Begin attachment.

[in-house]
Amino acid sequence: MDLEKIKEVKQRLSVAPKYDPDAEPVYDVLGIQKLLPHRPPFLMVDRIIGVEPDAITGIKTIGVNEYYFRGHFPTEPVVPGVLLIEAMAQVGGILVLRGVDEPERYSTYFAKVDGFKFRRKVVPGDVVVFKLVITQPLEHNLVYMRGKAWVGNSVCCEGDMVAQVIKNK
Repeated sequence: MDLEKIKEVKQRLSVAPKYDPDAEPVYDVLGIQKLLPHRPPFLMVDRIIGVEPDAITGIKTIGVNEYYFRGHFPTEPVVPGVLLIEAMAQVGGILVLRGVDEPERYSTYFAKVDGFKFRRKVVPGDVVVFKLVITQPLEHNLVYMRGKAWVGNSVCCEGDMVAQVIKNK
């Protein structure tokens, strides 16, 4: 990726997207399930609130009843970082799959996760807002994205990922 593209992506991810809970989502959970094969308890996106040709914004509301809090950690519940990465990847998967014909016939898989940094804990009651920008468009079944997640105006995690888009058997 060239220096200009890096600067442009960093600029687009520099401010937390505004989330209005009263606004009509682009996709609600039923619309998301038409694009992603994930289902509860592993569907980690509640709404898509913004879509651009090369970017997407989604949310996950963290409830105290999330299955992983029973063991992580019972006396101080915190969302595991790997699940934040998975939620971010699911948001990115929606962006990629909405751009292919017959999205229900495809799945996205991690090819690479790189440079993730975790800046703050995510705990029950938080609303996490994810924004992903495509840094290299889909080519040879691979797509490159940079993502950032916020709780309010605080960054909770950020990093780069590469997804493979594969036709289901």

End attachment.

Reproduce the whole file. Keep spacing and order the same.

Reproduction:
[in-house]
Amino acid sequence: MDLEKIKEVKQRLSVAPKYDPDAEPVYDVLGIQKLLPHRPPFLMVDRIIGVEPDAITGIKTIGVNEYYFRGHFPTEPVVPGVLLIEAMAQVGGILVLRGVDEPERYSTYFAKVDGFKFRRKVVPGDVVVFKLVITQPLEHNLVYMRGKAWVGNSVCCEGDMVAQVIKNK
Repeated sequence: MDLEKIKEVKQRLSVAPKYDPDAEPVYDVLGIQKLLPHRPPFLMVDRIIGVEPDAITGIKTIGVNEYYFRGHFPTEPVVPGVLLIEAMAQVGGILVLRGVDEPERYSTYFAKVDGFKFRRKVVPGDVVVFKLVITQPLEHNLVYMRGKAWVGNSVCCEGDMVAQVIKNK
């Protein structure tokens, strides 16, 4: 990726997207399930609130009843970082799959996760807002994205990922 593209992506991810809970989502959970094969308890996106040709914004509301809090950690519940990465990847998967014909016939898989940094804990009651920008468009079944997640105006995690888009058997 060239220096200009890096600067442009960093600029687009520099401010937390505004989330209005009263606004009509682009996709609600039923619309998301038409694009992603994930289902509860592993569907980690509640709404898509913004879509651009090369970017997407989604949310996950963290409830105290999330299955992983029973063991992580019972006396101080915190969302595991790997699940934040998975939620971010699911948001990115929606962006990629909405751009292919017959999205229900495809799945996205991690090819690479790189440079993730975790800046703050995510705990029950938080609303996490994810924004992903495509840094290299889909080519040879691979797509490159940079993502950032916020709780309010605080960054909770950020990093780069590469997804493979594969036709289901």